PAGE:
I read about the church in a San Francisco publication, and when I called the editor, he told me that the people were serious, making costumes, and doing stunt practice for their epic movie. So I went to a church service, and I’d never been to a Pentecostal church service: there was singing, and dancing, and a Christian rock band and people falling down, drunk in the Holy Spirit. At the end of the rock music, the pastor comes out and gives a sermon on the trials and tribulations of making his film, and gets everyone fired up. So I said to myself ‘Wow what an incredible character, what an opportunity.’ I told him that I wanted to make an observational film about him, that I’d be a fly on the wall, and he was hesitant at first. I was honest, and told him I didn’t want to join the church or be part of his film, and I told him they were funny and really interesting, and I kept showing up to church. I didn’t know at the time how little money they really had, because Richard pitches a big game, and he’s so magnetic.

They were very open and we developed a close relationship. Over two years, I think I penetrated a good deal and got the truest reality I could.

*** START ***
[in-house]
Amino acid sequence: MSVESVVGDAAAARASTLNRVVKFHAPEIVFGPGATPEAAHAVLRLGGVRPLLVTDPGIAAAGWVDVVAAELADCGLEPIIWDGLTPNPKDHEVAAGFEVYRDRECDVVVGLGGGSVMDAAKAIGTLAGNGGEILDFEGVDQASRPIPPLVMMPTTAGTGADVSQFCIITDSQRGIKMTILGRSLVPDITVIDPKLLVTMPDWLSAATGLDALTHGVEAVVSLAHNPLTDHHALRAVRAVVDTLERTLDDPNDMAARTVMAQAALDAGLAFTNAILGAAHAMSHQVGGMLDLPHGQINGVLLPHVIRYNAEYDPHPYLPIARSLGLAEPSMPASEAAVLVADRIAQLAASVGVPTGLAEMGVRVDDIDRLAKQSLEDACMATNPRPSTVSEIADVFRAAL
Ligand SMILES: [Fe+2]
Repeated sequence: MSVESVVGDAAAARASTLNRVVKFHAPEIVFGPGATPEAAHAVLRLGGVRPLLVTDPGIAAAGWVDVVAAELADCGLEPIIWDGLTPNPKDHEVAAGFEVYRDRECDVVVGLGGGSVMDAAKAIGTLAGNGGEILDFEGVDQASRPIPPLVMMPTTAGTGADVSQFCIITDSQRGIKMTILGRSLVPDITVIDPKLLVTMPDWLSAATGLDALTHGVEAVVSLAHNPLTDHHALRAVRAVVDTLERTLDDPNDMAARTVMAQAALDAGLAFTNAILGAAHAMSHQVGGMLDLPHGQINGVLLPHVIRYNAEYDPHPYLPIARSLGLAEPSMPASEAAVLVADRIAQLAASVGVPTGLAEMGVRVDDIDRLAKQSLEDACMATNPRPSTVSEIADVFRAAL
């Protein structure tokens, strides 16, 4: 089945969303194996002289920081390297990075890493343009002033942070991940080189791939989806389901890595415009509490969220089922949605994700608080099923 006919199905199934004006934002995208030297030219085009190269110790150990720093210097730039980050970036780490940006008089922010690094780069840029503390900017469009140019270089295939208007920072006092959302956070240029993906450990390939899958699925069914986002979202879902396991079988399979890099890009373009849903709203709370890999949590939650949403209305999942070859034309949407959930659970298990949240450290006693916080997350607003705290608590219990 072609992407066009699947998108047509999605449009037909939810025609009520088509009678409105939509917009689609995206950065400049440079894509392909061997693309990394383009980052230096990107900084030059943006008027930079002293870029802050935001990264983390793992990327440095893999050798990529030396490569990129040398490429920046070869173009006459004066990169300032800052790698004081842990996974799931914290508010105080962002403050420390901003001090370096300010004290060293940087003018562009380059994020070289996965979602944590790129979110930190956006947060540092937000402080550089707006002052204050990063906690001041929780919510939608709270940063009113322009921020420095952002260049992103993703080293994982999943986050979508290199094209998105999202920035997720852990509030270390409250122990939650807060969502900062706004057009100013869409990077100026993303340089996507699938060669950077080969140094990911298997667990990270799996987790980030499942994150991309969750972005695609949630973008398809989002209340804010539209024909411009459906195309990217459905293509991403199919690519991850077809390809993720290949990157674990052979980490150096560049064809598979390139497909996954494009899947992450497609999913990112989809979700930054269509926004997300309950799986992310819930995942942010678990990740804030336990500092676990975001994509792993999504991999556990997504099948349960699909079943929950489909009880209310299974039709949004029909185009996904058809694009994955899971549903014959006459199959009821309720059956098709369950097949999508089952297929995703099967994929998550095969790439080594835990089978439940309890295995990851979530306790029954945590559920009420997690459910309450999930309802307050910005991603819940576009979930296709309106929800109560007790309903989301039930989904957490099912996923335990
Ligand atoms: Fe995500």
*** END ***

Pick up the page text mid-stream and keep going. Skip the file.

What about you as a spectator? Are you an adherent to Pentecostalism yourself?
No, no. I was raised Jewish in Boulder, Colorado and skew towards the agnostic side of the spiritual curve. I don’t believe in their god but I respect their god and their beliefs. The pastor says he gets his ideas from god but I don’t believe anyone can communicate with god so directly. Still, he has a spiritual connection with god and with the congregation. So in the film, I would never mock their god or their beliefs, but I could allow myself, to a certain extent, to mock their film. To have fun with some of the mistakes they were making. But when it came to their god, as ridiculous and absurd as their beliefs are in certain ways, I showed only respect. I didn’t think it would be right to make jabs at it.